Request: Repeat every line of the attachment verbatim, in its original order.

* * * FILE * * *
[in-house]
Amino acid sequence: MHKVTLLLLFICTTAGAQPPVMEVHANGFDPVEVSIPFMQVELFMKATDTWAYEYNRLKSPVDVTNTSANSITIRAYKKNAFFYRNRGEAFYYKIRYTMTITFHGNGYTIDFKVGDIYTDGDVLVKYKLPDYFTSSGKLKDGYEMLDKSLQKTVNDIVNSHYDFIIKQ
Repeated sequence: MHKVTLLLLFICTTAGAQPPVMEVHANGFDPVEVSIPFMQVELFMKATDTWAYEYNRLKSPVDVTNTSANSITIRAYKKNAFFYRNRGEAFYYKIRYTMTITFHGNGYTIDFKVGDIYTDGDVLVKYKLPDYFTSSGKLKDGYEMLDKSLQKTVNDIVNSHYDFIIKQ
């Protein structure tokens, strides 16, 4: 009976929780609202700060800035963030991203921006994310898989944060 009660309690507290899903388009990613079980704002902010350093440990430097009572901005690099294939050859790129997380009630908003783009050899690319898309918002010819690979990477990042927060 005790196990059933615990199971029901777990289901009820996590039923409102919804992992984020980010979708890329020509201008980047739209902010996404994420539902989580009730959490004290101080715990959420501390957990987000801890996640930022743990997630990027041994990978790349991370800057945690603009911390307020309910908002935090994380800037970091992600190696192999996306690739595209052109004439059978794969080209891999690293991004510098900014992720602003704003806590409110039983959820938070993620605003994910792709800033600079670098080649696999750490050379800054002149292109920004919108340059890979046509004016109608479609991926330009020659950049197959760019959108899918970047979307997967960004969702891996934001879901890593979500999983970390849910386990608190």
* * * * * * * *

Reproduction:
[in-house]
Amino acid sequence: MHKVTLLLLFICTTAGAQPPVMEVHANGFDPVEVSIPFMQVELFMKATDTWAYEYNRLKSPVDVTNTSANSITIRAYKKNAFFYRNRGEAFYYKIRYTMTITFHGNGYTIDFKVGDIYTDGDVLVKYKLPDYFTSSGKLKDGYEMLDKSLQKTVNDIVNSHYDFIIKQ
Repeated sequence: MHKVTLLLLFICTTAGAQPPVMEVHANGFDPVEVSIPFMQVELFMKATDTWAYEYNRLKSPVDVTNTSANSITIRAYKKNAFFYRNRGEAFYYKIRYTMTITFHGNGYTIDFKVGDIYTDGDVLVKYKLPDYFTSSGKLKDGYEMLDKSLQKTVNDIVNSHYDFIIKQ
């Protein structure tokens, strides 16, 4: 009976929780609202700060800035963030991203921006994310898989944060 009660309690507290899903388009990613079980704002902010350093440990430097009572901005690099294939050859790129997380009630908003783009050899690319898309918002010819690979990477990042927060 005790196990059933615990199971029901777990289901009820996590039923409102919804992992984020980010979708890329020509201008980047739209902010996404994420539902989580009730959490004290101080715990959420501390957990987000801890996640930022743990997630990027041994990978790349991370800057945690603009911390307020309910908002935090994380800037970091992600190696192999996306690739595209052109004439059978794969080209891999690293991004510098900014992720602003704003806590409110039983959820938070993620605003994910792709800033600079670098080649696999750490050379800054002149292109920004919108340059890979046509004016109608479609991926330009020659950049197959760019959108899918970047979307997967960004969702891996934001879901890593979500999983970390849910386990608190």